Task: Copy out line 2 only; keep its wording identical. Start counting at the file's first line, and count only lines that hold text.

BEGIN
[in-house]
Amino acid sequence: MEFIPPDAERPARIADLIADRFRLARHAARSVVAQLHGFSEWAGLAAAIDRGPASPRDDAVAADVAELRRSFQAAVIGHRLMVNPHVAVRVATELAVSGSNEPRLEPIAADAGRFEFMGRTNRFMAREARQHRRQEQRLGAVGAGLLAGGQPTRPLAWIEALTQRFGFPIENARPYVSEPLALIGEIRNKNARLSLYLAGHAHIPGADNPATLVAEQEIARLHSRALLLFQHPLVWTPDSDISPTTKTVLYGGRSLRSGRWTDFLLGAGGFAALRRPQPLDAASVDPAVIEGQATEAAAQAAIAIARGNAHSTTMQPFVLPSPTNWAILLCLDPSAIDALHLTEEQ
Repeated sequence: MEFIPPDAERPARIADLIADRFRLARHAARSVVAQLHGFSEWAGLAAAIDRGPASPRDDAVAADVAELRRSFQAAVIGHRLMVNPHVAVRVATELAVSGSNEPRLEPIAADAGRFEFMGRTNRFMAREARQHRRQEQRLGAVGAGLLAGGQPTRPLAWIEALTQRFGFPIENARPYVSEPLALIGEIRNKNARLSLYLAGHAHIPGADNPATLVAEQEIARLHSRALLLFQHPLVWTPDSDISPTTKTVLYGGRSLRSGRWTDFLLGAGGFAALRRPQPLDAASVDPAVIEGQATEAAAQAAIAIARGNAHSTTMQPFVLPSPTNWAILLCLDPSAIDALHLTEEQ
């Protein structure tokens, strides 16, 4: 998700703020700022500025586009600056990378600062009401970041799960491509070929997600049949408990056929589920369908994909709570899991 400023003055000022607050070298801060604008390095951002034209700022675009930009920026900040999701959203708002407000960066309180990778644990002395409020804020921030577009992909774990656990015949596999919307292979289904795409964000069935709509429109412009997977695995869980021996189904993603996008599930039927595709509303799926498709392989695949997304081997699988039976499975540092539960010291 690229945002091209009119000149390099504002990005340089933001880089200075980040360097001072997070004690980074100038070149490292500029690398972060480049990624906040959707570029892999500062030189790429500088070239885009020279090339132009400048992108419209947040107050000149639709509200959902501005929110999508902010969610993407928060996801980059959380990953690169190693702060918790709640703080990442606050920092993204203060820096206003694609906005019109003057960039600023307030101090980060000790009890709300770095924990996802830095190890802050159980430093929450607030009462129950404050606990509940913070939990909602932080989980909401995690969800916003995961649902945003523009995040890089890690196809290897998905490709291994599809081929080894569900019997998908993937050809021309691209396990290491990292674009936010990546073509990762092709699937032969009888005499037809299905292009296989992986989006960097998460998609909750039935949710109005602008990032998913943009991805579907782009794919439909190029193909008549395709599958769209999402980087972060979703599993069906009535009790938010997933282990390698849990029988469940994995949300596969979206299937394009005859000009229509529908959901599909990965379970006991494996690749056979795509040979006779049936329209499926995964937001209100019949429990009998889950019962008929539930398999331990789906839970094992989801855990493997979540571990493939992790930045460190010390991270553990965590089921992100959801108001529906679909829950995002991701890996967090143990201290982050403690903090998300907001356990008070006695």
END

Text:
Amino acid sequence: MEFIPPDAERPARIADLIADRFRLARHAARSVVAQLHGFSEWAGLAAAIDRGPASPRDDAVAADVAELRRSFQAAVIGHRLMVNPHVAVRVATELAVSGSNEPRLEPIAADAGRFEFMGRTNRFMAREARQHRRQEQRLGAVGAGLLAGGQPTRPLAWIEALTQRFGFPIENARPYVSEPLALIGEIRNKNARLSLYLAGHAHIPGADNPATLVAEQEIARLHSRALLLFQHPLVWTPDSDISPTTKTVLYGGRSLRSGRWTDFLLGAGGFAALRRPQPLDAASVDPAVIEGQATEAAAQAAIAIARGNAHSTTMQPFVLPSPTNWAILLCLDPSAIDALHLTEEQ